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Naunyn Schmiedebergs Arch Pharmacol. 2009 Apr;379(4):371-8. doi: 10.1007/s00210-008-0366-8. Epub 2008 Nov 5.

Positive allosteric modulatory effects of ajulemic acid at strychnine-sensitive glycine alpha1- and alpha1beta-receptors.

Author information

1
Clinic for Anaesthesia and Critical Care Medicine, OE 8050, Hannover Medical School, Carl-Neuberg-Str. 1, 30623, Hannover, Germany. ahrens.j@mh-hannover.de

Abstract

The synthetic cannabinoid ajulemic acid (CT-3) is a potent cannabinoid receptor agonist which was found to reduce pain scores in neuropathic pain patients in the absence of cannabis-like psychotropic adverse effects. The reduced psychotropic activity of ajulemic acid has been attributed to a greater contribution of peripheral CB receptors to its mechanism of action as well as to non-CB receptor mechanisms. Loss of inhibitory synaptic transmission within the dorsal horn of the spinal cord plays a key role in the development of chronic pain following inflammation or nerve injury. Inhibitory postsynaptic transmission in the adult spinal cord involves mainly glycine. As we hypothesised that additional non-CB receptor mechanisms of ajulemic acid might contribute to its effect in neuropathic pain, we investigated the interaction of ajulemic acid with strychnine-sensitive alpha(1)- and alpha(1)beta-glycine receptors by using the whole-cell patch clamp technique. Ajulemic acid showed a positive allosteric modulating effect in a concentration range which can be considered close to clinically relevant concentrations (EC(50) values: alpha(1) = 9.7 +/- 2.6 microM and alpha(1)beta = 12.4 +/- 3.4 microM). Direct activation of glycine receptors was observed at higher concentrations above 100 microM (EC(50) values: alpha(1) = 140.9 +/- 21.5 microM and alpha(1)beta = 154.3 +/- 32.1 microM). These in vitro results demonstrate that ajulemic acid modulates strychnine-sensitive glycine receptors in clinically relevant concentrations.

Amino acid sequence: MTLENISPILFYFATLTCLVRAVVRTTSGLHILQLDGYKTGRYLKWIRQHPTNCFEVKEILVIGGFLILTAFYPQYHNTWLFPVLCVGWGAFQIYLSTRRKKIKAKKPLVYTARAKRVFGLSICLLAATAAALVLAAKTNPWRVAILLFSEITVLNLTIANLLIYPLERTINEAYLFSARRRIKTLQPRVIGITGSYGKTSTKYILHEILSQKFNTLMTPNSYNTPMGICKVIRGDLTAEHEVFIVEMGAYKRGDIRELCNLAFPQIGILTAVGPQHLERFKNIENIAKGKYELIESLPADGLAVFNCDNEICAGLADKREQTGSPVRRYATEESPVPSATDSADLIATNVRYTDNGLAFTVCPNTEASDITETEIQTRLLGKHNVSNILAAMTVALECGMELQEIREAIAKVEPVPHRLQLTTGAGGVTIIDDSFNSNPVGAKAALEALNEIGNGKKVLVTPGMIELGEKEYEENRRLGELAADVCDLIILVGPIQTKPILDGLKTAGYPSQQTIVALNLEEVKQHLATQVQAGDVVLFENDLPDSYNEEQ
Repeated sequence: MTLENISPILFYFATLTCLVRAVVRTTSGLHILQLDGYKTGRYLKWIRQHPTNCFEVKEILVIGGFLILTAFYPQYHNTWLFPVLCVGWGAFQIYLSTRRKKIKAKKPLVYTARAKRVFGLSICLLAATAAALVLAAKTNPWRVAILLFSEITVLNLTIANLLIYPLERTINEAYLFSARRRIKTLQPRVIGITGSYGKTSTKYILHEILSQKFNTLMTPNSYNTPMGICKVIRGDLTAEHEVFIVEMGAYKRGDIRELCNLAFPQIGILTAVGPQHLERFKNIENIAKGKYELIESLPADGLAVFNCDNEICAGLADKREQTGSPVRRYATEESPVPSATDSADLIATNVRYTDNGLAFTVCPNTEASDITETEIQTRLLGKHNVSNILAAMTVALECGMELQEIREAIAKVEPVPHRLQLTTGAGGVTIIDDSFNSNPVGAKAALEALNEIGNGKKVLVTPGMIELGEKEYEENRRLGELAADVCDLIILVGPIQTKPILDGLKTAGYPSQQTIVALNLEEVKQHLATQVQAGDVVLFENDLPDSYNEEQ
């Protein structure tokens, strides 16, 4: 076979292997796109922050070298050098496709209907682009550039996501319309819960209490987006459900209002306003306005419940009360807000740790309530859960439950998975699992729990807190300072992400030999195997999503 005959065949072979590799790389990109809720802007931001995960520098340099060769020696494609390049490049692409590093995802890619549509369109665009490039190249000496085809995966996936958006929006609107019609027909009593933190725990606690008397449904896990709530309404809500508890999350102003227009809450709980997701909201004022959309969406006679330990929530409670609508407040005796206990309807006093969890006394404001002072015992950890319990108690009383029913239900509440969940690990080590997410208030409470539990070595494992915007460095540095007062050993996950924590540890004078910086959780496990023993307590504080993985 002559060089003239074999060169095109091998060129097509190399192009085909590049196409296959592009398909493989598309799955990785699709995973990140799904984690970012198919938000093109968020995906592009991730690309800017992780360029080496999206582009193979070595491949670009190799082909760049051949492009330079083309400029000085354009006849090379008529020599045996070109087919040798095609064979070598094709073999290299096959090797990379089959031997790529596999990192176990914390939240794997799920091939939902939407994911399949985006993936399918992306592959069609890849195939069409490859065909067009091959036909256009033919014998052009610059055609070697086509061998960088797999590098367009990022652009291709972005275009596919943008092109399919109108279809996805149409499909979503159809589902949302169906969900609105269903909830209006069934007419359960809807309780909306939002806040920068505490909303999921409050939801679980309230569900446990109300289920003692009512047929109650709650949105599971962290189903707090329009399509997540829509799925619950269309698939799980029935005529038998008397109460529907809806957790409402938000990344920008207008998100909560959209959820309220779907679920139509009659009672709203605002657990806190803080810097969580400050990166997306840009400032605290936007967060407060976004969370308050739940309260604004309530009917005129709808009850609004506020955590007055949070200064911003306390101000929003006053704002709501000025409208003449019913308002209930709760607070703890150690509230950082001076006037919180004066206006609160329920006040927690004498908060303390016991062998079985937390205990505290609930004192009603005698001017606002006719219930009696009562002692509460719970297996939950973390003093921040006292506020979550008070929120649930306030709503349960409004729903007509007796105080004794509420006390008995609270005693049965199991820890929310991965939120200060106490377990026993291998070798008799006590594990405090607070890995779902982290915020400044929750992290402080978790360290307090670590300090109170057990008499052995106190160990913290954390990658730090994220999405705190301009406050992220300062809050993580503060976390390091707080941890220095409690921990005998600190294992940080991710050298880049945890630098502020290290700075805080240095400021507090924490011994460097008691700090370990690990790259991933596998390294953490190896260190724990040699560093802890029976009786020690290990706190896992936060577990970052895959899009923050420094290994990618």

PMID:
18985319
DOI:
10.1007/s00210-008-0366-8
[Indexed for MEDLINE]

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